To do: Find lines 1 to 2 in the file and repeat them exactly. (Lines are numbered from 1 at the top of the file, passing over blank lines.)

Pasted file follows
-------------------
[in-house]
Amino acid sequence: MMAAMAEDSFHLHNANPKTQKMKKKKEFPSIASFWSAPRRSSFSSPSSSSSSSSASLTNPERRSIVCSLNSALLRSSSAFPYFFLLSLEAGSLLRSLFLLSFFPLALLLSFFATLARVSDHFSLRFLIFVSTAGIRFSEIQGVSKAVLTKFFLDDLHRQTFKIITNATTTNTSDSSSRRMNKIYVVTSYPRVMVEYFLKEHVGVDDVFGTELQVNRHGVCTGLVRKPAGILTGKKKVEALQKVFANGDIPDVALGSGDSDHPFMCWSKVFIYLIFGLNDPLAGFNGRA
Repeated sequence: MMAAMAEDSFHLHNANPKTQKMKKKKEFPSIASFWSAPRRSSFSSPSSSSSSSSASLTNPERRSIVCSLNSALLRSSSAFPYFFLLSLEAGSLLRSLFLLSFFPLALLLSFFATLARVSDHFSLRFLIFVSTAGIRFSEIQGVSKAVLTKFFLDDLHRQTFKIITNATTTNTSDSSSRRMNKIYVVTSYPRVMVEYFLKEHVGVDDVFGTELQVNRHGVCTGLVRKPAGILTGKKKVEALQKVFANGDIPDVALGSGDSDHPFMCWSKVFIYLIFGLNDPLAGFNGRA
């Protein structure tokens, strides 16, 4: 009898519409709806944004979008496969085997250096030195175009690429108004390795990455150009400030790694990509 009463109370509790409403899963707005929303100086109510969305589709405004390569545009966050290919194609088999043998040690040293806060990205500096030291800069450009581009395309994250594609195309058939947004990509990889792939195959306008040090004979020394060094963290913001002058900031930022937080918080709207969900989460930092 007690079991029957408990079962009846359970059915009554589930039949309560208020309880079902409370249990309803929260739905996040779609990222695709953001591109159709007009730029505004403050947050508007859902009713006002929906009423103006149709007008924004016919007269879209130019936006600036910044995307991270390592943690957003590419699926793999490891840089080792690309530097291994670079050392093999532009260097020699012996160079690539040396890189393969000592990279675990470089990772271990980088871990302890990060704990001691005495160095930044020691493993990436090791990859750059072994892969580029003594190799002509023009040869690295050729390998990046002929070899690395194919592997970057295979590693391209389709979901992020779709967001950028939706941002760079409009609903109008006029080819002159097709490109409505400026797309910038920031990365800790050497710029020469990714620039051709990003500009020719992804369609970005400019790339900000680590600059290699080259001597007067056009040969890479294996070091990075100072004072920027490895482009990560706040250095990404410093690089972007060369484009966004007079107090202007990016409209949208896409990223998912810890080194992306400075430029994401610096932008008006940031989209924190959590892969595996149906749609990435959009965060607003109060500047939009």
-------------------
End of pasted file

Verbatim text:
[in-house]
Amino acid sequence: MMAAMAEDSFHLHNANPKTQKMKKKKEFPSIASFWSAPRRSSFSSPSSSSSSSSASLTNPERRSIVCSLNSALLRSSSAFPYFFLLSLEAGSLLRSLFLLSFFPLALLLSFFATLARVSDHFSLRFLIFVSTAGIRFSEIQGVSKAVLTKFFLDDLHRQTFKIITNATTTNTSDSSSRRMNKIYVVTSYPRVMVEYFLKEHVGVDDVFGTELQVNRHGVCTGLVRKPAGILTGKKKVEALQKVFANGDIPDVALGSGDSDHPFMCWSKVFIYLIFGLNDPLAGFNGRA